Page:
Weird game with nothing to do

It’s been a little while now since Sansar was launched on Steam, and today’s title is perhaps the least flattering of reviews that it’s received from steam users since its launch. To be absolutely honest, I’m not a gamer, although I have some good friends who are, and I don’t really understand what Steam is but I do know that it’s the domain of seasoned game players who are well experienced in a variety of different formats and genres and so – one would hope – probably know what they’re talking about in that particular field. So our titular review: ‘Weird game with nothing to do’ is particularly damning feedback.

Or is it?

I daresay that exactly the same criticism could be levelled at SL, and to me it underlines the fundamental difference between true virtual worlds and traditional games.

At this point, of course, I could go off on the well-trodden path of ‘SL is not a game’, but I’m not going to. It’s an argument that’s been hotly debated for the last 14 years and will continue to be debated for the next 14, but what I will say is that one of the stronger arguments against SL being a game is that hardened gamers simply don’t understand it. You land inworld and there’s nothing to shoot, no game plan to follow, no strategy to adopt, no factions to join and a disjointed social experience – it’s all very open-ended and freeform and everybody has their own way of going about things. It’s patently not a game in any traditional sense.

And neither is Sansar, and I think that’s where Linden Lab has slipped up in a big way because, depsite their best efforts to sell Sansar as absolutely not Second Life 2, in every fundamental detail, that’s exactly what it is. Unfortunately, the Lab have taken great pains to disassociate Sansar from SL and very successfully too, which leaves Sansar in the rather untenable position of trying to appeal to both hardcore gamers, and at the other extreme, absolute beginners who’ve never set foot in anything like a virtual world before. That is going to take some doing, since it’s not a game, and the Lab has successfully alienated the virtual worlders of SL by divorcing Sansar completely from the earlier platform. The Lab could have, if they’d really wanted, allowed funds, names and probably even some content to be transferable between SL and Sansar, which would have gone a long way towards bringing on board a user base who understand what a virtual world is and would love to have some incentive to invest in Sansar. Unfortunately, the very thing the Lindens shied away from – ie calling it SL2 – is the very thing that could have been instrumental in making the Sansar start up a success.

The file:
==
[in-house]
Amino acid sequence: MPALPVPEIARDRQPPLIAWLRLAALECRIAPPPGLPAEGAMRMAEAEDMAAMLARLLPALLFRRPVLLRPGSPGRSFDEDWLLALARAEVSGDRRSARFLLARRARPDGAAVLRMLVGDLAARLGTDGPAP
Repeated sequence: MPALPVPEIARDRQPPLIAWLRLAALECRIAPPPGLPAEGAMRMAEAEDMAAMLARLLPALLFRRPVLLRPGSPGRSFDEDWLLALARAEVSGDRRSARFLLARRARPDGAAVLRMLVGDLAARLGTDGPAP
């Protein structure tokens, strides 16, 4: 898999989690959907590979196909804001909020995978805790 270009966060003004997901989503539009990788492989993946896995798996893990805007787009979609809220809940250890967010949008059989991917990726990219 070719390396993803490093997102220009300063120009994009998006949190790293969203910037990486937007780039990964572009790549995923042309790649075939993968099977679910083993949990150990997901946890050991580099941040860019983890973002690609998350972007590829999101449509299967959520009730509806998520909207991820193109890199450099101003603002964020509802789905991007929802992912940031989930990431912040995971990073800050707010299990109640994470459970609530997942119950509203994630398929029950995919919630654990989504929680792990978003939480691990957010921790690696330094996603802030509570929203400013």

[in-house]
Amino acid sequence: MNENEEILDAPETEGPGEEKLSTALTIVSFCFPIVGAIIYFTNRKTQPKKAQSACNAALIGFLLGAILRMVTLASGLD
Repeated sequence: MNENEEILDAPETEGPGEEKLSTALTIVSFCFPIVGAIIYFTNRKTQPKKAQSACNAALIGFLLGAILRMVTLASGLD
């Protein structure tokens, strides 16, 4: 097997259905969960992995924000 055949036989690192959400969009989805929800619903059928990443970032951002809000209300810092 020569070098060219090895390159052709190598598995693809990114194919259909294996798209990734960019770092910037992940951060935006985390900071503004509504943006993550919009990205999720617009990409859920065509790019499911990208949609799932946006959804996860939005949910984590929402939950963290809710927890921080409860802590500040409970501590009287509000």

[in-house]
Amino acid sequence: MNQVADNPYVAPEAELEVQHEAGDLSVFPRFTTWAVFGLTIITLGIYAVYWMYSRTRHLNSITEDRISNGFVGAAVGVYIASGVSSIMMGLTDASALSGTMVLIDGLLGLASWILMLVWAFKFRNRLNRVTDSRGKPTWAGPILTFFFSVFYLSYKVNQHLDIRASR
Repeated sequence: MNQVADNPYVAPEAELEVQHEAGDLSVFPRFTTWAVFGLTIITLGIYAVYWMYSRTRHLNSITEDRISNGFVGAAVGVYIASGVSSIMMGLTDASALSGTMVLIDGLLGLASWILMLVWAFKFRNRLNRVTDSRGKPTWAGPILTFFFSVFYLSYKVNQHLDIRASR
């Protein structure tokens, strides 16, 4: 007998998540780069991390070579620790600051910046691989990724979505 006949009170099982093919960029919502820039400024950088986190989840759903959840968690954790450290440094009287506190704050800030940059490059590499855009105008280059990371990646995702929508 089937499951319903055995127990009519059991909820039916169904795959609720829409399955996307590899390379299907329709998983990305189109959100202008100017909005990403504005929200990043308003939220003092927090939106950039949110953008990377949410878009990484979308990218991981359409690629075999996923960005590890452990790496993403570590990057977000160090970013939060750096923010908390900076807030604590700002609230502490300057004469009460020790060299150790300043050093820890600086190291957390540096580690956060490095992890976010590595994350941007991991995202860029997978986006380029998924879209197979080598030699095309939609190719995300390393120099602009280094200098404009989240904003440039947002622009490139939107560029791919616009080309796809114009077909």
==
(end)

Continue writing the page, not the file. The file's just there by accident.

The end result is that nobody really knows what Sansar is.

We do know that the focus is on a VR immersive experience, (something incidentally, that its arch rival – Philip Rosedale’s High Fidelity – is now dropping like it’s hot), which is fantastic for gaming, but a bit rubbish for the average Joe running an average set up, who wants text chat, dressing-up and shopping. I suppose you can’t have it all, but by putting all their virtual eggs in one basket, I can’t help thinking that the Lab are taking a bit of a risk. Take up of VR has been horribly slow, is dependant far too much on high end and expensive equipment, and is really just too much faffing about for most people to be bothered with. My own gut feeling is that it will go the same way as 3D TV, and where does that leave Sansar?

Maybe the Lab have a backup plan? Could it be that if VR doesn’t turn out to be the universal panacea that they imagined, they’ll quietly pull the plug and allow Sansar to revert to more traditional ways of participant interaction? Even then, it could be a little too late – I can’t see hordes of virtual worldies dumping their carefully crafted mesh avatars and heading over to Sansar to start all over again, because – let’s face it – even in it’s current incarnation, SL is just too damn good, and it’s where all the action is!

I’m not a doom-monger, and I’d always hoped that Sansar would bring great things, but I’m starting to wonder, in the harsh light of day, whether it’s actually going anywhere, anytime soon… Hopefully, it won’t turn into a white elephant haemorrhaging cash and resources from the Lab and SL, but there’s always a danger that it could.

On the positive side, SL has benefitted from the tech and development that has gone into the Lab’s new offspring, in much the same way that everyday things in RL have benefitted from the space programme. Certainly, none of us will be spending our holidays on Mars in the near future, but every one of us has reason to be thankful in some degree for memory foam, baby formula, cochlear implants, stayclean oven linings, infrared thermometers, CMOS active pixel sensors, scratch resistant specs coatings, and indirectly, the SuperSoaker!

It may be a weird game, but those of us who understand SL can readily assure all those hardcore Steam gamers… There’s more than enough to do!

s. x

Like a circle in a spiral, like a wheel within a wheel
Never ending or beginning on an ever spinning reel
As the images unwind, like the circles that you find
In the windmills of your mind!
Noel Harrison – The Windmills Of Your Mind

This entry was posted in 2.0, Linden Love, Philosophicalisticality, SL, Techietalk. Bookmark the permalink.

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